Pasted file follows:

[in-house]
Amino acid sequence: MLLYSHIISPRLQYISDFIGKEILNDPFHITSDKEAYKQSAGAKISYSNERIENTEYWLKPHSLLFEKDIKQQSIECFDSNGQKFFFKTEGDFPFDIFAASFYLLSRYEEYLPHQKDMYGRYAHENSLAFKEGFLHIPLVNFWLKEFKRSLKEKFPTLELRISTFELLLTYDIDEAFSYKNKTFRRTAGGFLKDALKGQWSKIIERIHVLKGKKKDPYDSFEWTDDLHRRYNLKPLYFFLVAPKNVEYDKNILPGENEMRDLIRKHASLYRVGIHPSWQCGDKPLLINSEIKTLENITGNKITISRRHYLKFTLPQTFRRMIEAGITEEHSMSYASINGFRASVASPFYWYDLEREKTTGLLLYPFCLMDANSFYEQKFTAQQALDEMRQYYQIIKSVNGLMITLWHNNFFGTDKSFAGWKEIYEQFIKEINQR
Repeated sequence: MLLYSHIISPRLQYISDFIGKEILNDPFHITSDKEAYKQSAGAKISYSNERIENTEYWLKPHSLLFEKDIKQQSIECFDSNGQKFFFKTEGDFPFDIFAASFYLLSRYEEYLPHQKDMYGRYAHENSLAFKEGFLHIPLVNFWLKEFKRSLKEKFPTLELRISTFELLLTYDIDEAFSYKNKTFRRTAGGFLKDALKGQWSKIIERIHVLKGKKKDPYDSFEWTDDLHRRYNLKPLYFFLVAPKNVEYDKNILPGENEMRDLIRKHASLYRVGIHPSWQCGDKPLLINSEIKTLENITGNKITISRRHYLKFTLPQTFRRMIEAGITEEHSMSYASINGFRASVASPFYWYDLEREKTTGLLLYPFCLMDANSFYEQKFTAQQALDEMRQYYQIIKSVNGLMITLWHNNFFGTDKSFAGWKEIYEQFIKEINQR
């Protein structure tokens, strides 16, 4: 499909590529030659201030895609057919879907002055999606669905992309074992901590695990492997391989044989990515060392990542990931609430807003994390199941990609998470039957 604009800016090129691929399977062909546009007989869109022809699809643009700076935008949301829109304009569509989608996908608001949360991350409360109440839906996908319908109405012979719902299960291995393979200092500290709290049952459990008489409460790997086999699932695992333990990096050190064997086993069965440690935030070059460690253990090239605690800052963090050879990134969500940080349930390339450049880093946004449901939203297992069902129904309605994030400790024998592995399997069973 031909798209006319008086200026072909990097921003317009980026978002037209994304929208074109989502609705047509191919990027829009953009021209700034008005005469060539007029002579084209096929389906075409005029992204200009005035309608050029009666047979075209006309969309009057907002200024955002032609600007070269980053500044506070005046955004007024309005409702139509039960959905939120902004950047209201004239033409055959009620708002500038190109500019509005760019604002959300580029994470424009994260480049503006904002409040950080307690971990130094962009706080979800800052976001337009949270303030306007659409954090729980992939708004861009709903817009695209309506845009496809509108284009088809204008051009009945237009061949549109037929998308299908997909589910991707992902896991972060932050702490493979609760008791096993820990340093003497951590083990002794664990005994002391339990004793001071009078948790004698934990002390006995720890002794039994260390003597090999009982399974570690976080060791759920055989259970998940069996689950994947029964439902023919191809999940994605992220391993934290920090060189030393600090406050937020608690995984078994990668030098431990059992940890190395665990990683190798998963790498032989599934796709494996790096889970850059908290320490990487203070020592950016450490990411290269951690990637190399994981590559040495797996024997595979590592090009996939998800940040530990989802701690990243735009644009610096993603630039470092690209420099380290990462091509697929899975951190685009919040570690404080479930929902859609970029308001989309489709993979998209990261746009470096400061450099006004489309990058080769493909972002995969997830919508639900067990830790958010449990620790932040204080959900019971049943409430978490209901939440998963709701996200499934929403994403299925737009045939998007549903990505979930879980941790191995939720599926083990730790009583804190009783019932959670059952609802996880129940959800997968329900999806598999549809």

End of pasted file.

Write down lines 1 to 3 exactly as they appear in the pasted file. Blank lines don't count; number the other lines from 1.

[in-house]
Amino acid sequence: MLLYSHIISPRLQYISDFIGKEILNDPFHITSDKEAYKQSAGAKISYSNERIENTEYWLKPHSLLFEKDIKQQSIECFDSNGQKFFFKTEGDFPFDIFAASFYLLSRYEEYLPHQKDMYGRYAHENSLAFKEGFLHIPLVNFWLKEFKRSLKEKFPTLELRISTFELLLTYDIDEAFSYKNKTFRRTAGGFLKDALKGQWSKIIERIHVLKGKKKDPYDSFEWTDDLHRRYNLKPLYFFLVAPKNVEYDKNILPGENEMRDLIRKHASLYRVGIHPSWQCGDKPLLINSEIKTLENITGNKITISRRHYLKFTLPQTFRRMIEAGITEEHSMSYASINGFRASVASPFYWYDLEREKTTGLLLYPFCLMDANSFYEQKFTAQQALDEMRQYYQIIKSVNGLMITLWHNNFFGTDKSFAGWKEIYEQFIKEINQR
Repeated sequence: MLLYSHIISPRLQYISDFIGKEILNDPFHITSDKEAYKQSAGAKISYSNERIENTEYWLKPHSLLFEKDIKQQSIECFDSNGQKFFFKTEGDFPFDIFAASFYLLSRYEEYLPHQKDMYGRYAHENSLAFKEGFLHIPLVNFWLKEFKRSLKEKFPTLELRISTFELLLTYDIDEAFSYKNKTFRRTAGGFLKDALKGQWSKIIERIHVLKGKKKDPYDSFEWTDDLHRRYNLKPLYFFLVAPKNVEYDKNILPGENEMRDLIRKHASLYRVGIHPSWQCGDKPLLINSEIKTLENITGNKITISRRHYLKFTLPQTFRRMIEAGITEEHSMSYASINGFRASVASPFYWYDLEREKTTGLLLYPFCLMDANSFYEQKFTAQQALDEMRQYYQIIKSVNGLMITLWHNNFFGTDKSFAGWKEIYEQFIKEINQR